The African Union (AU) has expressed concerns over the rising levels of violence and human rights abuses in Burundi after reports of widespread arbitrary arrests, torture, killings and assassinations.
The African Commission on Human and Peoples’ Rights released a reports this week after conducting investigation in Burundi from December 7th to 13th.
“The situation of violence is of great concern, we received reports of ongoing human rights violations and other abuse including arbitrary killings and targeted assassinations, arbitrary arrests and detentions, torture, arbitrary suspension and closure of some civil society organizations and the media,” the Commission’s report revealed.
According to the report, social services such as schools and hospitals have been seriously affected by the state of unrest and violence. The situation has also increased the numbers of Burundian refugees; more people are being forced away from their homes in search of safety. About 200,000 people have reportedly left to neighboring countries since April.
The AU investigators were in Burundi last Friday when a series of attacks on three military facilities left over 80 dead.
Burundian officials say 79 “enemies” and eight soldiers lost their lives during the attacks on the military facilities. However, there are reports that civilians were among the dead and hundreds have since been arrested.
Last week’s incident is the worst violence the central African country has experienced since tensions erupted in July after President Pierre Nkurunziza’s disputed third term election victory.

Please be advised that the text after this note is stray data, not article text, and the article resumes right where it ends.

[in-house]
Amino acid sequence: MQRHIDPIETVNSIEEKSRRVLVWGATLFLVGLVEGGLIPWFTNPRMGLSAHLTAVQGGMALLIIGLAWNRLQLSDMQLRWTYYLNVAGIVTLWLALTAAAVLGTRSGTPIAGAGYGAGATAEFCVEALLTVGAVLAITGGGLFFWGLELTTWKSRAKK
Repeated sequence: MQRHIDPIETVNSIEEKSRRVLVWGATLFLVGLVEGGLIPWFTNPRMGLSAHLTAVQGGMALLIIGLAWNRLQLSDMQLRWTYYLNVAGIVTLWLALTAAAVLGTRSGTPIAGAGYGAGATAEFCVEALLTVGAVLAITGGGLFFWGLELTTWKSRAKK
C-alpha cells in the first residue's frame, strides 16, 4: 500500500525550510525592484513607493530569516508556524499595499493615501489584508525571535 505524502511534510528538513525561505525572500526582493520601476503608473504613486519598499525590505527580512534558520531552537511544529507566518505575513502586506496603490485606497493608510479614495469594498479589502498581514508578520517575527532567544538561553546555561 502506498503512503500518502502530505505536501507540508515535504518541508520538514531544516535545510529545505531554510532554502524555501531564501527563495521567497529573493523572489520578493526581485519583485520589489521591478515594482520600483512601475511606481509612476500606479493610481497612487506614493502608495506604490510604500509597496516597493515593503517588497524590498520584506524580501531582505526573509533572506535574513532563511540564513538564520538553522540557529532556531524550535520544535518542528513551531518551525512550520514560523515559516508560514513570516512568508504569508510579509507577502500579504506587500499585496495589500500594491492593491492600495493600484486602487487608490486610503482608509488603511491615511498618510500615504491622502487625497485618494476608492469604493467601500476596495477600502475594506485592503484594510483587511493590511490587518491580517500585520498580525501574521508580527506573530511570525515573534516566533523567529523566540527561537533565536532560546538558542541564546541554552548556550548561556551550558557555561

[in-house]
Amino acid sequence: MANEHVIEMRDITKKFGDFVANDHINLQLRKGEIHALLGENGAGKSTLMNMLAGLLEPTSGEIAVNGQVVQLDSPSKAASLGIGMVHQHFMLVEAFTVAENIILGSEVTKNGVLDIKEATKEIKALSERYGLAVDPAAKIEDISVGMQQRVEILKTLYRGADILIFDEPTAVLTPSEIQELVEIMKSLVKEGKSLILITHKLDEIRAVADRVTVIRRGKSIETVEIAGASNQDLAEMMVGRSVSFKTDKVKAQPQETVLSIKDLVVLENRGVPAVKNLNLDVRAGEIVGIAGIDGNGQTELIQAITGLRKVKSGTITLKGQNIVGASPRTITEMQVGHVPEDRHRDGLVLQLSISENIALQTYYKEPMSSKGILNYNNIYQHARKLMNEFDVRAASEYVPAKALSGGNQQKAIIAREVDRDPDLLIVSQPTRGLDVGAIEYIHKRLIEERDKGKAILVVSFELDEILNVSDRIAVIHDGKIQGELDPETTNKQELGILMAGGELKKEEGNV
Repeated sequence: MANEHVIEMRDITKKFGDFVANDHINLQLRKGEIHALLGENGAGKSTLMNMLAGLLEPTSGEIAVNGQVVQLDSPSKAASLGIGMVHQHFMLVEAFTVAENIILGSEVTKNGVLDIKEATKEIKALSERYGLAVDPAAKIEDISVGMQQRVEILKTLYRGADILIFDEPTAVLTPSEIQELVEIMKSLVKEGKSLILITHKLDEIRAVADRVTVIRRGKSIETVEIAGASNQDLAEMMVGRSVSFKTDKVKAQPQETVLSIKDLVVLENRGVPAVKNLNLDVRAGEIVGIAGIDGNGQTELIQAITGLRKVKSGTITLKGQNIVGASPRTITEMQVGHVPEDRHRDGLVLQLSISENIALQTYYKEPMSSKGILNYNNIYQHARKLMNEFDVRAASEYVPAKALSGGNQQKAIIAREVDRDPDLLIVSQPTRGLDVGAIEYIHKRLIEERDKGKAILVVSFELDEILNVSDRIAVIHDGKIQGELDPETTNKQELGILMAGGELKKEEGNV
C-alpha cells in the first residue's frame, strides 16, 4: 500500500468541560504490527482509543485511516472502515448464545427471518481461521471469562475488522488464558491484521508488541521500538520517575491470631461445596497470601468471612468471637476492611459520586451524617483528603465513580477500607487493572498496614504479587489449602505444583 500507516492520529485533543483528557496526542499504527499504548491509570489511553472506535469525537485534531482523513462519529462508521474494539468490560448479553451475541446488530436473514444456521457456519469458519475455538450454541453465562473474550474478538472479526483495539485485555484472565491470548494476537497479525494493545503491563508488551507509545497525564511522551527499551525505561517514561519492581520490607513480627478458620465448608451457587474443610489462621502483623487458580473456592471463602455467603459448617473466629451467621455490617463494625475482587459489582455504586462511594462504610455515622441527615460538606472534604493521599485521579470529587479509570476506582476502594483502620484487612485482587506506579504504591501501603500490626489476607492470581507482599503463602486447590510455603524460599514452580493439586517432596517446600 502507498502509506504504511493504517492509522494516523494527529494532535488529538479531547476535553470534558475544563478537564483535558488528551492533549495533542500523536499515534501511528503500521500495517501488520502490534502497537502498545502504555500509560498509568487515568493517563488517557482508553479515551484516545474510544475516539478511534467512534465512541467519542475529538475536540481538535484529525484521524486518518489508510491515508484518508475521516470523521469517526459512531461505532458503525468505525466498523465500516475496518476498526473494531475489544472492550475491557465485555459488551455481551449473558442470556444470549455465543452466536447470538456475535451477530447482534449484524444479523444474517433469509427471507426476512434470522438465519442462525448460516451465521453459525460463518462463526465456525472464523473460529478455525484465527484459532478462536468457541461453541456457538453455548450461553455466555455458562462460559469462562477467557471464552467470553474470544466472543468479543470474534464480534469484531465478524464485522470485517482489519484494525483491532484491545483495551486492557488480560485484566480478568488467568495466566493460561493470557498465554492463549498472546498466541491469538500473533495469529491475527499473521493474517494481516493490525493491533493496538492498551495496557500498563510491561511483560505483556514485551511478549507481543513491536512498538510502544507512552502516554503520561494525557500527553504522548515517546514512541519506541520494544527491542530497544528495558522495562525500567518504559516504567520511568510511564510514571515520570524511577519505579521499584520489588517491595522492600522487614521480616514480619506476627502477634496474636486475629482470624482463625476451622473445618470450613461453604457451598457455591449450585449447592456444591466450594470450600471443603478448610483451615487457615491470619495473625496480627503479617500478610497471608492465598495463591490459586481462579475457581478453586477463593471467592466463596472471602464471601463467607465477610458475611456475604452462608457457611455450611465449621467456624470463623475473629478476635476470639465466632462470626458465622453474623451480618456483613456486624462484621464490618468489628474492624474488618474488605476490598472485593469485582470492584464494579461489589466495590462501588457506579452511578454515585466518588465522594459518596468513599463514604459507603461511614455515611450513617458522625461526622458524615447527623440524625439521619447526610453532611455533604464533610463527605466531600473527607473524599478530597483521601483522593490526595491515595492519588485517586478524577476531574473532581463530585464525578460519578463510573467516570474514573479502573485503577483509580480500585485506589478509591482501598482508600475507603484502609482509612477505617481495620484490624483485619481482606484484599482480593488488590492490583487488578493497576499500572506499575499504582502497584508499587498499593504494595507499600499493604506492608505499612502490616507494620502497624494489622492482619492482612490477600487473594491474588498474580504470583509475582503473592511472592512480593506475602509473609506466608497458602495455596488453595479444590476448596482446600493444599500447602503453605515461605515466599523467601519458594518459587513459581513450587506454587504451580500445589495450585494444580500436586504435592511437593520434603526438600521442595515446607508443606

Officials have expressed fears that the escalation of violence could degenerate into civil war. Burundi has once been embroiled in a civil war that lasted between 1993 and 2006.
The country is still recovering from the war – about 300,000 people were reportedly killed in the conflict, which ended with a treaty that the opposition say Nkurunziza’s third term bid violates.
Last month, the United States and Belgium, who colonized Burundi, asked their citizens to leave the Central African country.
The AU has called for clam and dialogue between the government and the members of opposition.
Uganda’s President Yoweri Museveni has been assigned by the East African Community to mediate between Burundi’s government and the opposition.
According to Uganda’s minister of regional cooperation, Philemon Mateke, Museveni is organizing a meeting between the Burundian parties. The meeting will reportedly be held in a neutral country. However, the parties have not yet decided on a venue for the talks.